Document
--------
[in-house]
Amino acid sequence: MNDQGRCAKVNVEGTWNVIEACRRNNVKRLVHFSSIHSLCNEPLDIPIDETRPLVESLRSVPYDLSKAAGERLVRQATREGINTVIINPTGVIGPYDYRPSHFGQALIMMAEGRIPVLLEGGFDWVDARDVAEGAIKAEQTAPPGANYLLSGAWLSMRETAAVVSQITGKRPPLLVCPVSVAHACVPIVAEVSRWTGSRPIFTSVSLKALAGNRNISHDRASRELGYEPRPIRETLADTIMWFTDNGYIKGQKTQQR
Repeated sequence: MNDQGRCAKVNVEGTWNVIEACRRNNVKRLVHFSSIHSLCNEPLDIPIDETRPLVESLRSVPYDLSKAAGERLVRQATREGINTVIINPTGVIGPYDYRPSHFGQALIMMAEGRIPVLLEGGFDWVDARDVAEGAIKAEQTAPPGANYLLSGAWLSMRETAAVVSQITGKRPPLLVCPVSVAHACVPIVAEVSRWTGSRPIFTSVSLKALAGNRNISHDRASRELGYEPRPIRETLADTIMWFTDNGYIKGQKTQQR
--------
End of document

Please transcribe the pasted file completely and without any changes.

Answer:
[in-house]
Amino acid sequence: MNDQGRCAKVNVEGTWNVIEACRRNNVKRLVHFSSIHSLCNEPLDIPIDETRPLVESLRSVPYDLSKAAGERLVRQATREGINTVIINPTGVIGPYDYRPSHFGQALIMMAEGRIPVLLEGGFDWVDARDVAEGAIKAEQTAPPGANYLLSGAWLSMRETAAVVSQITGKRPPLLVCPVSVAHACVPIVAEVSRWTGSRPIFTSVSLKALAGNRNISHDRASRELGYEPRPIRETLADTIMWFTDNGYIKGQKTQQR
Repeated sequence: MNDQGRCAKVNVEGTWNVIEACRRNNVKRLVHFSSIHSLCNEPLDIPIDETRPLVESLRSVPYDLSKAAGERLVRQATREGINTVIINPTGVIGPYDYRPSHFGQALIMMAEGRIPVLLEGGFDWVDARDVAEGAIKAEQTAPPGANYLLSGAWLSMRETAAVVSQITGKRPPLLVCPVSVAHACVPIVAEVSRWTGSRPIFTSVSLKALAGNRNISHDRASRELGYEPRPIRETLADTIMWFTDNGYIKGQKTQQR